Nurse Baker arrived in Sickbay at the exact start time of her duty shift, as always. One of the built-in advantages to being a hologram, she reflected, was a perfectly precise awareness of the passage of time, something that organic beings could only approximate. Of course, Dr. Saldeed was already waiting in her office. It occurred to Baker that she rarely saw the Romulan doctor anywhere else besides Sickbay. She knew that she occasionally took her meals in the Officers’ Mess, but Baker herself had never had a reason to go there, seeing as how she was incapable of eating.

"Right on time," Saldeed quipped, looking up from her HPADD. "I could set my watch by you, Baker. Hell, you’re probably more accurate than my watch."

Norma Jean bristled slightly at Saldeed’s acerbic remark. She didn’t know if she should take the backhanded comment about her punctuality as a compliment or as a dig at her synthetic nature. Saldeed had never been deliberately cruel or racist to her, but she wasn’t exactly known for handing out compliments to people either. But still she didn’t let remarks like that influence her need for punctuality.

"I try my best, Doctor," Baker replied, deliberately playing up the role of the servile hologram.

"Well, I’m going to need more of that precision today, Nurse," said Saldeed. "Last night’s biosurvey just brought in some new samples from that rogue planet we passed by."

"More microbial life?" Baker lit up with curiosity.

"The entire Metabol Drift seems to be infested with them," Saldeed answered with an amused smirk of her own. "Professor Mahat asked us to help analyze the newest samples for tomorrow’s science briefing. She wants to demonstrate some new theory of hers, something about how most of the rogues we’ve been charting may have been a single planet at one point. This planet was supposedly ripped apart by one of the supernovas that formed the Drift."

"And the native life forms survived the breakup? That’s…incredible!"

"Incredibly implausible, if you ask me," Saldeed added sardonically. "Still, if someone in the Science department has a narfly up their backside, we might as well indulge them. It’s not like we’ve had too many customers while we’ve been exploring the Drift."

"Do you need me to set up the positron microscanner, Doctor?" the nurse offered enthusiastically, excited at the thought of being a part of doing genuine research for a change. It wasn’t that she minded the day-to-day duties of maintaining the health and well being of the crew. But one could patch up scraped knees and knit broken bones on any hospital or Starbase in the Federation. To serve on a starship, especially one traveling so far from home like the Enterprise, meant taking part in expanding the frontiers of knowledge. It wasn’t ego or arrogance, she told herself. It was just that she wanted to make a difference somehow.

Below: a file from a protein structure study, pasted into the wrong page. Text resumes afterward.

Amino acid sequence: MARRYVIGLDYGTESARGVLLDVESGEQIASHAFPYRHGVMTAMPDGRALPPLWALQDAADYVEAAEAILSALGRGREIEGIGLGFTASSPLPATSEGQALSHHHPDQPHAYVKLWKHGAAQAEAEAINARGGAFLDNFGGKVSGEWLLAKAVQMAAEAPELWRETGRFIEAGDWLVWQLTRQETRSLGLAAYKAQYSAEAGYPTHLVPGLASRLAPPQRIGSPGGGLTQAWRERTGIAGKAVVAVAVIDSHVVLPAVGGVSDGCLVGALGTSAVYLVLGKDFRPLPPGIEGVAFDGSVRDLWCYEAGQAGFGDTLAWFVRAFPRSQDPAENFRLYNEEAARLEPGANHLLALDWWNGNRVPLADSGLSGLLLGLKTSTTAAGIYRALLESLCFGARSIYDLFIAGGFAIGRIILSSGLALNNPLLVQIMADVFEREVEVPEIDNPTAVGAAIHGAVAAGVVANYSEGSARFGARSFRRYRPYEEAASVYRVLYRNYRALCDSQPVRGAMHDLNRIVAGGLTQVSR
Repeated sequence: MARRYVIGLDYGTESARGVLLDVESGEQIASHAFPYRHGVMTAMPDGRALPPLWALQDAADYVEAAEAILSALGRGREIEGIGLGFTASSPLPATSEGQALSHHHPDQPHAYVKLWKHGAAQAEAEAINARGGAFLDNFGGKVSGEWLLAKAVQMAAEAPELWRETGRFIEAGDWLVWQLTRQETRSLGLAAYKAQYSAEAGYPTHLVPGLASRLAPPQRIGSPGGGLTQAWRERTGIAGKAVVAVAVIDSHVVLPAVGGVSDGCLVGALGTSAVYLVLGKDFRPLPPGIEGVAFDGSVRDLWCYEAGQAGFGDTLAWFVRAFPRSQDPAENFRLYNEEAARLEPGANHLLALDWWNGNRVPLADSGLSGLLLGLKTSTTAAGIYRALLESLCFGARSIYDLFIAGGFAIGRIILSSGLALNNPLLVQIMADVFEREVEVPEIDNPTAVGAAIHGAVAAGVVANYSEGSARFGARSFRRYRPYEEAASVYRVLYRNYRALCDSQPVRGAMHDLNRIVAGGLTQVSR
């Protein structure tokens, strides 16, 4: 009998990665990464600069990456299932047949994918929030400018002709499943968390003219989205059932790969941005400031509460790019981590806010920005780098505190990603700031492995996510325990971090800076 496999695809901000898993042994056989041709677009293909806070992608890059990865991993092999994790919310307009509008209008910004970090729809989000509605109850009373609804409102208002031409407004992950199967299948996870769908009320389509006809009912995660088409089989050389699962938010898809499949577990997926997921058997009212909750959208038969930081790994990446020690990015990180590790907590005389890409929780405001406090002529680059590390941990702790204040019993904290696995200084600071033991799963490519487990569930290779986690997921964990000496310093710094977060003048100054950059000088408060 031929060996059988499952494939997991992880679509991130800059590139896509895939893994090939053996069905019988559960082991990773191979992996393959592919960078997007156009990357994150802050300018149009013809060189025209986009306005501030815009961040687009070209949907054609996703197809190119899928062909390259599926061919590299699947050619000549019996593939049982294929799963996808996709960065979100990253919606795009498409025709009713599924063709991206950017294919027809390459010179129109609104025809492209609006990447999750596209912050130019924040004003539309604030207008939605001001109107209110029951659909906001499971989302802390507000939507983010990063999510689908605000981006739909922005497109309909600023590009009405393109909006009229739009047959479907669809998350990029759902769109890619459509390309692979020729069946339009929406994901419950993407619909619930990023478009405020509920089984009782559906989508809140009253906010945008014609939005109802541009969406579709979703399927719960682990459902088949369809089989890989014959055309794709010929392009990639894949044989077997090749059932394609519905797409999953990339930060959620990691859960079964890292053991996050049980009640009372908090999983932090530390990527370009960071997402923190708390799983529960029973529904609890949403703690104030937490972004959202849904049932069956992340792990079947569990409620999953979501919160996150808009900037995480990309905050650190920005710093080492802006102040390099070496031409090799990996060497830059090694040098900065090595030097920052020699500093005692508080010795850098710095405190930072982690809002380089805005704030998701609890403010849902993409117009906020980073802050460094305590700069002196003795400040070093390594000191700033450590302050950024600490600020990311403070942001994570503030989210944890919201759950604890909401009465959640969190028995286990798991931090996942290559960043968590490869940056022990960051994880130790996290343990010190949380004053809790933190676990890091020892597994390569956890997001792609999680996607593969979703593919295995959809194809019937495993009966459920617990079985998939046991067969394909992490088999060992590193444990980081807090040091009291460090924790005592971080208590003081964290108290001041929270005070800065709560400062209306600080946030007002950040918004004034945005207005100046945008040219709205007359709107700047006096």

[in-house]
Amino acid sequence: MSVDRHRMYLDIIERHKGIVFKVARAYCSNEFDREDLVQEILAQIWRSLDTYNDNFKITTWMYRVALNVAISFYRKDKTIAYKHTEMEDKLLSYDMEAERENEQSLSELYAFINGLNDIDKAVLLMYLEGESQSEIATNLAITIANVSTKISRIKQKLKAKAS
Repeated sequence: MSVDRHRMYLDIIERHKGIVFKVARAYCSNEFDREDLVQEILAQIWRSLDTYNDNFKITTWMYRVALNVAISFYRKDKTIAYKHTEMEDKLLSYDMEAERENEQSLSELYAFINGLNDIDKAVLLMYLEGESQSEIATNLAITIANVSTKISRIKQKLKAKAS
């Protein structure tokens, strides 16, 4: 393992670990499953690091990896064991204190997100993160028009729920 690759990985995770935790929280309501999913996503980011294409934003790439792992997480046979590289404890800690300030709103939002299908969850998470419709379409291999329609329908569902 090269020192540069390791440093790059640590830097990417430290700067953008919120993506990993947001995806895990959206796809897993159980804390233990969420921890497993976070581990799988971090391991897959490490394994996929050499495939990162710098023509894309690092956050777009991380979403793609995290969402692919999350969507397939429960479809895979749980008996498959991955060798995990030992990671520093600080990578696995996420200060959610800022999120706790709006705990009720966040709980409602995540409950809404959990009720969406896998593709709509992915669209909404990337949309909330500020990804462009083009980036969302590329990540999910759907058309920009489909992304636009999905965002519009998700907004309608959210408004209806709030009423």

"Negative," Saldeed said. "What I need is someone to oversee the cataloguing while I perform a preliminary quantum analysis on each sample. Anything left over, we can hand off to Beta Shift. Dr. Zey has a stronger background in microbiology anyhow."

"Doctor," said Norma Jean anxiously. "Perhaps I can help with Beta Shift’s analysis. I’m fully qualified in…"

"Tone it down, Baker," Saldeed grumbled, waving her arm at her dismissively. "Don’t you have an off switch for that enthusiasm or something? You have your assignment. Besides, I don’t deal well with eagerness before I’ve had my morning cup of citrus."

"Yes, Doctor," Norma Jean replied humbly, crestfallen at being assigned just ordinary clerical duties once again. She wondered if Saldeed gave her these assignments simply because she believed that, as a hologram, she was little more than a computer herself.

"By the way," Saldeed said as she reached over to the nearest replicator for a steaming cup of harsh-smelling tea, "I’ll need you to cover Sickbay at 1900 hours. I’ve got this damned meeting with Counselor Bartok that I can’t get out of. Captain’s orders."

"The psychiatric evaluations?" Baker inquired with interest, wondering what depths Commander Bartok was willing to plum through to sort through the twisted psyche of Tila Saldeed.

"Damned waste of my time," replied the Romulan. "I don’t know what Bartok hopes to accomplish if he’s looking for something to…" She them looked up at Nurse Baker in momentary surprise. "Say, wait a second. What do you know about those evaluations?"